Despite the tremendous growth of the mobile ecosystem, only 17 percent of technology professionals have published a mobile app according to new data issued by IT jobs site Dice.com. Of that group, just 27 percent work on mobile projects on a full-time basis. Among full-time developers, 44 percent prefer to write apps for Apple's (NASDAQ:AAPL) iPhone, followed by Google's (NASDAQ:GOOG) Android platform at 33 percent and Microsoft's (NASDAQ:MSFT) Windows Phone at 12 percent. Among developers building mobile apps on a part-time basis, Android is the favorite for 42 percent of respondents, followed by iPhone at 42 percent and Windows Phone at 13 percent.
Employer interest in Android development continues to grow. For every Dice.com job posting in search of developers with iPhone experience, there are 1.4 requests for skilled Android developers. However, iPhone projects continue to offer the greatest financial reward: Developers who indicate a preference for iPhone report earning nine times more income than devs working on Android.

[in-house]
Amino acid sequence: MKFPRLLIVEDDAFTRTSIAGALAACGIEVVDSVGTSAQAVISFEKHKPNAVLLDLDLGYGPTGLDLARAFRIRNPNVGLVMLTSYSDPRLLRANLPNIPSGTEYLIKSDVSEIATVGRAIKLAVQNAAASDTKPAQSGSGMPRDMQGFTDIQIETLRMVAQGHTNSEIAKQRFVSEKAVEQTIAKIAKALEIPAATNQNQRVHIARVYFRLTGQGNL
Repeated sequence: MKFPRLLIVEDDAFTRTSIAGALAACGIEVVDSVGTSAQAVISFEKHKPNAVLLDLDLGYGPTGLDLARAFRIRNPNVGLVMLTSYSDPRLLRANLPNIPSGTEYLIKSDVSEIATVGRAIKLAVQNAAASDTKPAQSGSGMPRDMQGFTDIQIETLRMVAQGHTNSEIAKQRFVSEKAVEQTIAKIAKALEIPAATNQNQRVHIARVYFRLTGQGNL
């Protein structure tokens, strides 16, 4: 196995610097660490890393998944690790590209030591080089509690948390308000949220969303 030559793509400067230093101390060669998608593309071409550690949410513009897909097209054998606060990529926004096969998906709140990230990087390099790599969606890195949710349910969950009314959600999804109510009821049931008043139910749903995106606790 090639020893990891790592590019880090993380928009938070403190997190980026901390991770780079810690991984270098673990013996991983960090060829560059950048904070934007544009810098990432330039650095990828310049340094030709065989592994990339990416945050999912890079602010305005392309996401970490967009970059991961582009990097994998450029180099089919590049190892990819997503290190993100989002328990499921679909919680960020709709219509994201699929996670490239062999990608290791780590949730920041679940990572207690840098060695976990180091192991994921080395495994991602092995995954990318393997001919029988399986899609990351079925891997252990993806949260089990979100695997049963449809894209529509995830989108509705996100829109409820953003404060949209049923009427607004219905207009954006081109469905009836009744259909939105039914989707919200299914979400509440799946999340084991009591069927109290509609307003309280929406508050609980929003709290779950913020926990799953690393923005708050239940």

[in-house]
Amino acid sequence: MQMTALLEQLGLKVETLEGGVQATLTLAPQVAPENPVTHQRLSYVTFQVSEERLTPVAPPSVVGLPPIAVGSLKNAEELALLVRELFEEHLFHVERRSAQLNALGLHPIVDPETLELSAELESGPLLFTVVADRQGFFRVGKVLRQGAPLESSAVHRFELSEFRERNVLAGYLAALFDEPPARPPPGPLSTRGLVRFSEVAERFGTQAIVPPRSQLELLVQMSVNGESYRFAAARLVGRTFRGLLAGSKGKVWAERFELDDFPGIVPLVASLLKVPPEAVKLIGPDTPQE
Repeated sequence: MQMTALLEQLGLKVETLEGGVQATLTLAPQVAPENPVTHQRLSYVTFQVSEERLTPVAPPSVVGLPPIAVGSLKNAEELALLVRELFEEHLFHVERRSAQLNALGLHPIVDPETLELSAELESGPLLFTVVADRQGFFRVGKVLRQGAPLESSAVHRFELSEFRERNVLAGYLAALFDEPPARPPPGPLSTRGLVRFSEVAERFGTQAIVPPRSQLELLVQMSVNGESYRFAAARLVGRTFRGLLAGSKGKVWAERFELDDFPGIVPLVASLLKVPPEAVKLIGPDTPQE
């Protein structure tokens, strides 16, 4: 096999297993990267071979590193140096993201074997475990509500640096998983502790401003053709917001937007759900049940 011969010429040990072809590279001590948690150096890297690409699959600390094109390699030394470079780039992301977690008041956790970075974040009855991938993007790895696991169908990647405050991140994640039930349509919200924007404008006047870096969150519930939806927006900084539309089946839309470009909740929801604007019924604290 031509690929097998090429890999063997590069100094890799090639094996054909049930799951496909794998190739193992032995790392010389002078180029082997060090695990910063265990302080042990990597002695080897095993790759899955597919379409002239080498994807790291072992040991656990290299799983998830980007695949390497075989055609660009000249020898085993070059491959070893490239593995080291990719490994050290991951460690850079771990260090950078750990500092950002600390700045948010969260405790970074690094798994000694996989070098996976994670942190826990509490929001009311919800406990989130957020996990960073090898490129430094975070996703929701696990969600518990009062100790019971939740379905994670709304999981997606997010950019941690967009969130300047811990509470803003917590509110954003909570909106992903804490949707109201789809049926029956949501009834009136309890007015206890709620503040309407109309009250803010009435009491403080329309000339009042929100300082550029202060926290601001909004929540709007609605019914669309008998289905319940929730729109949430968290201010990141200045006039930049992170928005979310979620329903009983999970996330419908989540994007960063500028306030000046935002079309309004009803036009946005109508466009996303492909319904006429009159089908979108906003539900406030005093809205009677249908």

"For tech talent, taking on a mobile app project is a great way to broaden skills in an area that is primed for more growth," writes Dice.com managing director Alice Hill on the company's blog. "Likewise for employers, giving an ‘A' player on your team a mobile project is a great retention tool. The bottom line? Publishing a popular app can be the ticket to a better job whether you are working for an employer or not."
- read this Dice blog entry
Android freelance development gigs up 20% in Q2, BlackBerry down 6%
Survey: Almost half of iOS developers also writing Android apps
Tech firm survey finds dearth of qualified mobile developers
IBM survey: Mobile app projects to surpass rival platforms in 2011